This man’s four friends cared enough to haul him and his bed, well, more likely the equivalent of a stretcher or a cot, it’s not like they dragged a four-poster bed through the streets of Capernaum, but they carried this paralyzed man across town, then up onto the roof, then through the roof, all because they knew that someone was there and that he could help their friend. But the Lord did not heal him, not right away, instead He offered forgiveness of sins. It wasn’t even a question, would you like this, no, it was a declaration of sins forgiven. That upset the scribes who were present, because it is in the remit of God Almighty to forgive sins. The fact that Jesus of Nazareth was ready and willing and apparently able to do this, and to heal any ailment brought before Him, this confounded them, because He did what only God could do, and they were unwilling to accept and believe His teachings.

You and I can forgive someone who has wronged us. We can forgive another person for something they have done against us specifically. If you hurt me in some way, I can forgive you for that. If you hurt someone else, though, I can’t forgive you of that. I’m not involved, it is beyond me. But even more so, if you sin against God, and ultimately, all sin is against God, then how can I possibly forgive that? Only God can extend the forgiveness that we need.

Thinking back to the conversation I had with my friend, something I said then needs to be repeated for us all. Apology and forgiveness go hand in hand, but forgiveness is more important. We all would no doubt like to hear an apology from someone who has sinned against us, who has hurt us in some way, and hopefully when we receive that apology we would forgive the other person, but how often does that last part not happen, and the loop remains open? Or how often does no part of it actually take place, there is no apology at all, and no forgiveness, and all that we end up with is bitterness, anger, strife, and revenge?

It’s easy to be bitter. It’s easy to be spiteful and anger and filled with resentment and hate, to hold grudges and to wish ill on those who have done us wrong. But that benefits us nothing.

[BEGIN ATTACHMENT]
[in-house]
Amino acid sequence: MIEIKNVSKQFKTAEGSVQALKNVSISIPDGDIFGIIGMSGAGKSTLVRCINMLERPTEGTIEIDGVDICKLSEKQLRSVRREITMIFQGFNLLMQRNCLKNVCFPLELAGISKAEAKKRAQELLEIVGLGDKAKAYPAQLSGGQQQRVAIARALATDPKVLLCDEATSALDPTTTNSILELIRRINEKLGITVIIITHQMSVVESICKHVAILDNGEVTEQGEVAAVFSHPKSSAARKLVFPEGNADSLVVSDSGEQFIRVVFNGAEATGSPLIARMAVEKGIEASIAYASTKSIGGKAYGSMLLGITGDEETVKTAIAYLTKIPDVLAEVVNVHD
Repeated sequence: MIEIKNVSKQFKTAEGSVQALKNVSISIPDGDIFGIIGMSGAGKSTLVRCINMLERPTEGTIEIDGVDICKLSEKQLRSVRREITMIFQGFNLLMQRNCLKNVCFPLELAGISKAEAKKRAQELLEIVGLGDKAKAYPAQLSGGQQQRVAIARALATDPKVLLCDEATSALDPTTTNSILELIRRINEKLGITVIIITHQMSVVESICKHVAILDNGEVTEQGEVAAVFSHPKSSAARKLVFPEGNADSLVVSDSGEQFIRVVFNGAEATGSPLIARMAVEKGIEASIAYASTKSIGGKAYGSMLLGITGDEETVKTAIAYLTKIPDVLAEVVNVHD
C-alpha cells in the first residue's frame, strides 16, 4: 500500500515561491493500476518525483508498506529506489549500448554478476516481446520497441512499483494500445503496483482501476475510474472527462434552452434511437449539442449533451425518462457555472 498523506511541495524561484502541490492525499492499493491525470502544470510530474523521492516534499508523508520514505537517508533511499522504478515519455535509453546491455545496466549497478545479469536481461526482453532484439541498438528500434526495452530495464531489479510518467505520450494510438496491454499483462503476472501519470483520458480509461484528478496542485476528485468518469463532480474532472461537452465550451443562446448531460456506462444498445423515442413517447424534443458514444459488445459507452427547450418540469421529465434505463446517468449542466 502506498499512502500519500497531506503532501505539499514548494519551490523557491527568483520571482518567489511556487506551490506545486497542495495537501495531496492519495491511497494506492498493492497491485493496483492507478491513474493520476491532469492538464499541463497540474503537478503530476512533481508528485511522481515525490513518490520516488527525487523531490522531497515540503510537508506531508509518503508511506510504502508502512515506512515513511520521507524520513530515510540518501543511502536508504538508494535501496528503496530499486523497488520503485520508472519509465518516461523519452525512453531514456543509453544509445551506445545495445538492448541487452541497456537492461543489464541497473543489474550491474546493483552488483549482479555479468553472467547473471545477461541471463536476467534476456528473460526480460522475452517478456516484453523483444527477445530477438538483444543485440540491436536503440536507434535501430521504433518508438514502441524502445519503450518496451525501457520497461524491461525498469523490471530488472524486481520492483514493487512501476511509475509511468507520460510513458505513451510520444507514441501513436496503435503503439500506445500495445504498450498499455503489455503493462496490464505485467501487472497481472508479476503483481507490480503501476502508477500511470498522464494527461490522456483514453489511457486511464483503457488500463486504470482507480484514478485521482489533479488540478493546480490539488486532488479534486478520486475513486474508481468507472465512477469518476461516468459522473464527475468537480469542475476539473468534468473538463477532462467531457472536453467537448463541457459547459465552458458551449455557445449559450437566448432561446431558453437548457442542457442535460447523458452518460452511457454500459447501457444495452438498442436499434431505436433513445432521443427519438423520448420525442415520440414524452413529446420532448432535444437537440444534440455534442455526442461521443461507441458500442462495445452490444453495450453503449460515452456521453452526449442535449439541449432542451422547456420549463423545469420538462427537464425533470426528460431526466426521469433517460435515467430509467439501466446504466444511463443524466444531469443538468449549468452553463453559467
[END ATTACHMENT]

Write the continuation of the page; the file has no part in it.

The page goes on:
It’s not easy to apologize. It’s not easy to forgive. But it is oh so very necessary. Christ said time and time again that we need to forgive others, and to be forgiven ourselves. Unforgiveness, that hanging unto of wrongs done against us, that will only bring us greater pain and suffering. Keeping a record of wrong, and frankly, waiting for someone else to apologize and be sincere about it, well, it’s like pulling the pin on a hand grenade and then holding it close. It’s going to cause damage, and we’ll be the ones to suffer the most of it.

If someone has wronged us, and no doubt someone has, we need to forgive them. Whether or not they are truly sorry, or even a little sorry, that doesn’t excuse us from extending forgiveness. And if we have wronged someone else, and no doubt we have, we need to apologize to them. Whether or not they forgive us, we can’t control that, but it’s far easier to forgive someone who has apologized than it is to forgive someone who has not.

No matter how many wrongs we have done, or how many we have received, the fact remains that we’ve all transgressed against God far more than anyone else has against us. It’s His forgiveness that we need most of all. And it’s His forgiveness that we can be sure He will not withhold from us.